Pitching coach Bob McClure said all four of the homers hit off Morales were "behind-the-count fastball. He was having a little trouble with his grip. The ball kept cutting on him, which is unusual for him -- it usually tails. I think that had something to do with some of it.

"Against a team like this, he's a fastball guy, he's going to throw a lot of fastballs and they know it. And if you don't locate, they don't miss them. But he'll turn it around the next time.''

Cardinals pull away late for 7-2 victory over Red Sox

Cardinals pull away late for 7-2 victory over Red Sox

The Cardinals broke open a close game with four runs in the last two innings against Red Sox relief prospect Chandler Shepherd and went on to a 7-2 exhibition victory over Boston yesterday at JetBlue Park in Fort Myers.

Red Sox-Cardinals box score

The loss dropped the Sox to 1-3 for the exhibition season.

Boston had jumped on top, 1-0, on an RBI single by Mitch Moreland in the bottom of the first, but St. Louis countered with two runs in the second and one in the third, all against starter Brian Johnson. It remained 3-1 until the Cards touched Shepherd for two runs in the eighth and two in the ninth. The Red Sox added their final run in the bottom of the ninth when catcher Jordan Procyshen, who spent last season at Single-A Salem, hit a sacrifice fly.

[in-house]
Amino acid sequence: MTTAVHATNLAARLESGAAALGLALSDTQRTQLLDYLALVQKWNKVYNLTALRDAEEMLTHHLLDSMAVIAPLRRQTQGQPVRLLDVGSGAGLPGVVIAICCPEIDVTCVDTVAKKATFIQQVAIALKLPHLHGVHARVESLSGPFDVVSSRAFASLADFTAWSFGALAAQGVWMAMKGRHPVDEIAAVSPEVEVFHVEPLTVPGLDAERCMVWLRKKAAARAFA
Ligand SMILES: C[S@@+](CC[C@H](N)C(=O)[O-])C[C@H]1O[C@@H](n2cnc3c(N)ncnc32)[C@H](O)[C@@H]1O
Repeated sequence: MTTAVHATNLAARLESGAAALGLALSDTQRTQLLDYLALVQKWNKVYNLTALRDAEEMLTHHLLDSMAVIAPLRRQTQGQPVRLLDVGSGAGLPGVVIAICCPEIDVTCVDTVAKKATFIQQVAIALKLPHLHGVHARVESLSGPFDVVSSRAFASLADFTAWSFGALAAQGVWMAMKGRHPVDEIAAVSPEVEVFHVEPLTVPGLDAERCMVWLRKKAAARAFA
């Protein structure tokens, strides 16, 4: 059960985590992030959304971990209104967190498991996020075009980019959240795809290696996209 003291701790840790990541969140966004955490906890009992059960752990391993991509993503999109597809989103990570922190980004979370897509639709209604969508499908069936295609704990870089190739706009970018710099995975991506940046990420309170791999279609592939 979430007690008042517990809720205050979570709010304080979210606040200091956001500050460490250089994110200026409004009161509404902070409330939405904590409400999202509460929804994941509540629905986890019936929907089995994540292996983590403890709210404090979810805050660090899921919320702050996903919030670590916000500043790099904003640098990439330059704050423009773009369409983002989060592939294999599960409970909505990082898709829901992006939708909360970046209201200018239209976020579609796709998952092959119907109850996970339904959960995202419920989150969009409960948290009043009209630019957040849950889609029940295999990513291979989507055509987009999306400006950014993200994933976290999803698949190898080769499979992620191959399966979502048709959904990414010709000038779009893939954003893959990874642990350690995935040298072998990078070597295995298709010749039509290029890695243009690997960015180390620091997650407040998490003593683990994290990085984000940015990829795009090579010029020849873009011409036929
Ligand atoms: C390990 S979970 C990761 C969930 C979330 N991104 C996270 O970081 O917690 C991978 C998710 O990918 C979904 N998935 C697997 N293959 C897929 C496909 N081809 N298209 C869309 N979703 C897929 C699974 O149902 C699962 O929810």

Moreland, Xander Bogaerts and Chris Young each had two hits for the Red Sox. who also got scoreless relief from Teddy Stankiewicz, Noe Ramirez, Robby Scott, Kyle Martin and Brandon Workman. It was Bogaerts' last game before leaving to compete for The Netherlands in the World Baseball Classic.

The Sox host the Yankees on Tuesday at 1:05 p.m.

Dustin Pedroia taking cues from Tom Brady to extend his career

Dustin Pedroia taking cues from Tom Brady to extend his career

Dustin Pedroia is no stranger to injuries. That's a big reason why he's no longer a stranger to the sometimes peculiar practices of New England Patriots quarterback Tom Brady.